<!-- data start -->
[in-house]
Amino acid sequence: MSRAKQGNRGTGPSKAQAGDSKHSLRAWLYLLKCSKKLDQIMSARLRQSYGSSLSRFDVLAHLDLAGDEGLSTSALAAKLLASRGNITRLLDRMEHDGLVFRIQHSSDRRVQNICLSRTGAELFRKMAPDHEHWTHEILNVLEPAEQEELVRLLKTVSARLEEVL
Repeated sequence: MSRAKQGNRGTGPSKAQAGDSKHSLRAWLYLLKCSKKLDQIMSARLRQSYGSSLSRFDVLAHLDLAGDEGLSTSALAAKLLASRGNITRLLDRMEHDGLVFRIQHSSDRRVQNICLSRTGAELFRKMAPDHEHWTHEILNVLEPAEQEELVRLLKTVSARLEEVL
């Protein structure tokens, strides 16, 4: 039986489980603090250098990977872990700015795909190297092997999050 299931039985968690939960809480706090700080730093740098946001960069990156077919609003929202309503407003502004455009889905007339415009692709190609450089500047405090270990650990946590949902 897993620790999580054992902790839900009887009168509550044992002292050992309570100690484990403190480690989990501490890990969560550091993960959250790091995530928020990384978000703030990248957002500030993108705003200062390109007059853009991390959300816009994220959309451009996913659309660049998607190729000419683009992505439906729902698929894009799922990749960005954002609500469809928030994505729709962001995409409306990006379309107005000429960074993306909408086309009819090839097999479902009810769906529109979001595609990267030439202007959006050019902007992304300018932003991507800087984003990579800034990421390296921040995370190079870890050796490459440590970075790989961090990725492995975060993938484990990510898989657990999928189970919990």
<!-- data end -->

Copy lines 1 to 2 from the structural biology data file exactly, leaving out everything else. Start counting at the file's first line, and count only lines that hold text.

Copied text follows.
[in-house]
Amino acid sequence: MSRAKQGNRGTGPSKAQAGDSKHSLRAWLYLLKCSKKLDQIMSARLRQSYGSSLSRFDVLAHLDLAGDEGLSTSALAAKLLASRGNITRLLDRMEHDGLVFRIQHSSDRRVQNICLSRTGAELFRKMAPDHEHWTHEILNVLEPAEQEELVRLLKTVSARLEEVL